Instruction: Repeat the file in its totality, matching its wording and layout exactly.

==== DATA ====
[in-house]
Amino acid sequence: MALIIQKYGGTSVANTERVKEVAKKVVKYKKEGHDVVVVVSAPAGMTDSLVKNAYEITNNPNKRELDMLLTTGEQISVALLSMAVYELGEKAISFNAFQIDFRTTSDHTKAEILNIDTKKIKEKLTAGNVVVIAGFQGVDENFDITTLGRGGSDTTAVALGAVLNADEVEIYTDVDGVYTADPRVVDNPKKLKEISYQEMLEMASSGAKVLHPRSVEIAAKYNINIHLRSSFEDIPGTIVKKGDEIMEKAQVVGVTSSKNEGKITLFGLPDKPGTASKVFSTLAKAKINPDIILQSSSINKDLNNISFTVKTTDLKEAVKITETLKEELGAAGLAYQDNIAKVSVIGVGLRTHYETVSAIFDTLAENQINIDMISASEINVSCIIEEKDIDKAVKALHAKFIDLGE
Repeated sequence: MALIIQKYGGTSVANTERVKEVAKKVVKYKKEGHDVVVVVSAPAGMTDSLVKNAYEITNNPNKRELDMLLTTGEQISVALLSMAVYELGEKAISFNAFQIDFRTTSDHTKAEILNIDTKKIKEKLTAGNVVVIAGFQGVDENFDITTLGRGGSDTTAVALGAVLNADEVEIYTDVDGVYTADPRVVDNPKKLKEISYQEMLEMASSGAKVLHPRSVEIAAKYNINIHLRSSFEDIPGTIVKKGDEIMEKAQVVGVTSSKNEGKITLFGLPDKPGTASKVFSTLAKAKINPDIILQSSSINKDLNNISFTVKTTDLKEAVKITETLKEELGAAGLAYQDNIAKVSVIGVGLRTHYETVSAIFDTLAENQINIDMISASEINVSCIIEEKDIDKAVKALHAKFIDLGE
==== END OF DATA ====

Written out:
[in-house]
Amino acid sequence: MALIIQKYGGTSVANTERVKEVAKKVVKYKKEGHDVVVVVSAPAGMTDSLVKNAYEITNNPNKRELDMLLTTGEQISVALLSMAVYELGEKAISFNAFQIDFRTTSDHTKAEILNIDTKKIKEKLTAGNVVVIAGFQGVDENFDITTLGRGGSDTTAVALGAVLNADEVEIYTDVDGVYTADPRVVDNPKKLKEISYQEMLEMASSGAKVLHPRSVEIAAKYNINIHLRSSFEDIPGTIVKKGDEIMEKAQVVGVTSSKNEGKITLFGLPDKPGTASKVFSTLAKAKINPDIILQSSSINKDLNNISFTVKTTDLKEAVKITETLKEELGAAGLAYQDNIAKVSVIGVGLRTHYETVSAIFDTLAENQINIDMISASEINVSCIIEEKDIDKAVKALHAKFIDLGE
Repeated sequence: MALIIQKYGGTSVANTERVKEVAKKVVKYKKEGHDVVVVVSAPAGMTDSLVKNAYEITNNPNKRELDMLLTTGEQISVALLSMAVYELGEKAISFNAFQIDFRTTSDHTKAEILNIDTKKIKEKLTAGNVVVIAGFQGVDENFDITTLGRGGSDTTAVALGAVLNADEVEIYTDVDGVYTADPRVVDNPKKLKEISYQEMLEMASSGAKVLHPRSVEIAAKYNINIHLRSSFEDIPGTIVKKGDEIMEKAQVVGVTSSKNEGKITLFGLPDKPGTASKVFSTLAKAKINPDIILQSSSINKDLNNISFTVKTTDLKEAVKITETLKEELGAAGLAYQDNIAKVSVIGVGLRTHYETVSAIFDTLAENQINIDMISASEINVSCIIEEKDIDKAVKALHAKFIDLGE